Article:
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AmeraTex Energy: US Oil and Gas Boom Takes Many by Surprise
 

AmeraTex Energy: US Oil and Gas Boom Takes Many by Surprise

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AmeraTex Energy: US Oil and Gas Boom Takes Many by Surprise. The rapid growth in U.S. oil production has surprised even industry insiders.

AmeraTex Energy: US Oil and Gas Boom Takes Many by Surprise. The rapid growth in U.S. oil production has surprised even industry insiders.

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    AmeraTex Energy: US Oil and Gas Boom Takes Many by Surprise AmeraTex Energy: US Oil and Gas Boom Takes Many by Surprise Document Transcript

    • AmeraTex Energy: US Oil and Gas Boom Takes Many by SurpriseBrought to you by AmeraTex Energy - an Oil & Natural Gas Exploration company.The rapid growth in U.S. oil production has surprised even industry insiders.Forecasts that once sounded far-fetched are becoming reality. The oil production boom had beenexpected, but the magnitude of change in such a short period of time is a surprise. U.S. oil production isat its highest level in 20 years, while at the same time U.S. oil demand is at a 17-year low.The International Energy Agency projects the U.S. could even leap frog Saudi Arabia and Russia tobecome the worlds biggest oil producer by 2020."The view I have is the U.S. will be a lot less dependent with Canada. That will really reduce imports,combined with more fuel-efficient cars, from outside North America. Well still be importing some, butits certainly a rebalancing of global oil. That oil that was coming to the United States will go somewhereelse and that somewhere else would be Asia," said Daniel Yergin, vice chairman of IHS. "The other placewhere oil demand is really growing happens to be the Middle East."
    • U.S. oil is already beginning to displace some imports."The next shoe to drop, I think, is when the new supply chains start to move substantial amounts ofBakken and Canadian oils to the East Coast, particularly the Bakken that goes head to head with WestAfrican crude," he said.Yergin hosts the annual IHS CERAWeek energy conference, now in its 32nd year, March 4-8. Thespeakers list represents the world oil industrys whos who, as well as some of its biggest customers,such as FedEx CEO Frederick Smith. Key note speakers include CNOOC CEO Farong Li; BP CEO BobDudley; Saudi Aramco CEO Khalid Al-Falih, and Eni CEO Paolo Scaroni."One big takeaway is the scale of this unfolding oil and gas revolution in the United States. The fact[that] our oil production is up 40 percent since 2008, and the economic impact it has had on jobs,manufacturing and competitiveness. I think thats a theme thats going to run through it," Yergin said.The U.S. is expected to produce 7.3 million barrels per day this year, up from 6.4 million in 2012,according to the Energy Information Administration. As would be expected, the amount of oil the U.S. isimporting is declining. Imports totaled about 7.7 million barrels per day in the month of February, down1.2 million barrels per day from he same time last year.U.S. oil demand for 2012 was 18.56 million barrels per day, down 2 percent from the year earlier and itslowest annual level since 1996, according to the EIA. Oil demand fell every month last year, except forMay.Hydraulic fracturing, or "fracking," has helped lead to this revolution in gas and oil production. The U.S.EIA projects there is 2,200 trillion cubic feet of gas resources in the U.S., enough for 100 years. In drillingfor that gas, the industry uncovered a trove of natural gas liquids.Horizontal drilling is not new, but the wide application of it is, and hydraulic fracturing, which uses waterand sand to drill through rock formations, has been combined with it to make billions of more barrels ofoil recoverable. Hydraulic fracturing, or "fracking," is also the technology behind the shale gas boom."When horizontal drilling got married to hydraulic fracturing, the key year was 2003," said Yergin. "Thatwas when it was proof of concept. So for five years, it unfolded quietly with the independents. In 2008,thats when the majors got interested."Yergin said the conference will also focus on the logistical issues affecting the industry."Our logistical system needs to catch up with these new supplies," he said. "Five years ago no one wouldhave thought that North Dakota would be supplying oil to a refinery in Philadelphia."One pipeline sure to be a topic of discussion at CERAWeek is the Keystone XL pipeline that wouldconnect the Canadian oil sands to refineries in the Gulf of Mexico, 2000 miles away. The pipeline needsPresident Barack Obamas approval since it crosses the Canadian border.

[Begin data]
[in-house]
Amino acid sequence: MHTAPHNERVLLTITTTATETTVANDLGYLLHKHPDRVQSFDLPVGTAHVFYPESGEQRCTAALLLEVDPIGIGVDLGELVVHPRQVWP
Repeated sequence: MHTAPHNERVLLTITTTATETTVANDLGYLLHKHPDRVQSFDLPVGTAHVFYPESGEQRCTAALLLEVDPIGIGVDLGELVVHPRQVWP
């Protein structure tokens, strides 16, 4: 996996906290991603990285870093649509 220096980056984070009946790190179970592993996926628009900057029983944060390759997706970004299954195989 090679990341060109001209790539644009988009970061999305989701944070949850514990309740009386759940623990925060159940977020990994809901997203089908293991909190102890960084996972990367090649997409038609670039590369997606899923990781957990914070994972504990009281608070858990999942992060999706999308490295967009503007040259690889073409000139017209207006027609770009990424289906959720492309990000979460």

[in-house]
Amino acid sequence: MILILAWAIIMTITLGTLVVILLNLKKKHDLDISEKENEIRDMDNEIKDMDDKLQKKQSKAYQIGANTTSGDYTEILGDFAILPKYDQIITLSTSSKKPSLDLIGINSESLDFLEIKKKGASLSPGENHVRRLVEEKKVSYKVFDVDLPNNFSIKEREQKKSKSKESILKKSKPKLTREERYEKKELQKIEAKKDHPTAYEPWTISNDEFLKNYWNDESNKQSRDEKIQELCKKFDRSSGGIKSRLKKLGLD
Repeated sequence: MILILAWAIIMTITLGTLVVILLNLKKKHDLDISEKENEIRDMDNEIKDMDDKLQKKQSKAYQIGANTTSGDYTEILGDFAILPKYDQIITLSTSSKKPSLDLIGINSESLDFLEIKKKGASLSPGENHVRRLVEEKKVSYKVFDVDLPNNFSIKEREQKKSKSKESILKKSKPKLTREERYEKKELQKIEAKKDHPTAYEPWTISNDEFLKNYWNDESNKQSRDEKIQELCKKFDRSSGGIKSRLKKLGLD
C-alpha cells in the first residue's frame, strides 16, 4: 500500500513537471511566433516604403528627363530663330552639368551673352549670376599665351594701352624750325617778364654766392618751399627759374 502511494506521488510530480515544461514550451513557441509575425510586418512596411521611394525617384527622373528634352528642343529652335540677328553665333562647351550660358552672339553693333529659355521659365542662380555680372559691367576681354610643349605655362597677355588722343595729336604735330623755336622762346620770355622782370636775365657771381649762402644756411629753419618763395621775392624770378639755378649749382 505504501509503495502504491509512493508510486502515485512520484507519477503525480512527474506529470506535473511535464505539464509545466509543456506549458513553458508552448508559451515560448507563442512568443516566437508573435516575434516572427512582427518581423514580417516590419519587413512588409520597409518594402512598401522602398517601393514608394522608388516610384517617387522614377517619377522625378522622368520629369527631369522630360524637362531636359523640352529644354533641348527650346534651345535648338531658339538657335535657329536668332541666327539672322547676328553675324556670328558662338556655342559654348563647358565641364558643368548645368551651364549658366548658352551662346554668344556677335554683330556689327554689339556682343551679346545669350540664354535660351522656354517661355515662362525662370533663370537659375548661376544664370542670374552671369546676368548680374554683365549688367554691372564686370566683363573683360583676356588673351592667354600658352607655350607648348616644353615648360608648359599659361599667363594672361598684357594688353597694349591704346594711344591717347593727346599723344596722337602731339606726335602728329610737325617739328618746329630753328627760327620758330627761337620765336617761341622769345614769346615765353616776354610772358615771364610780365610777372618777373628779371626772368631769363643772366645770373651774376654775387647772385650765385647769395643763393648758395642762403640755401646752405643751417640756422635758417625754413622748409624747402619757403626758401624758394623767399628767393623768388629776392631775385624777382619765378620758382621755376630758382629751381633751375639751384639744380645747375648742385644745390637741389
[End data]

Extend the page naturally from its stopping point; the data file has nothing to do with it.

• The State Department Friday issued a revised environmental impact statement, which basically providedno conclusive environmental reason why the pipeline should not be built.The industry saw the statement as one less hurdle facing the controversial pipeline, which is opposed byenvironmentalists.Other topics of discussion at the conference include alternative energies, climate change, and how theindustry, especially utilities, are equipped to deal with natural disasters such as super storm Sandy.Brought to you by AmeraTex Energy - an Oil & Natural Gas Exploration company.AmeraTex Energy18601 Lyndon B Johnson Fwy #401Mesquite, TX 75150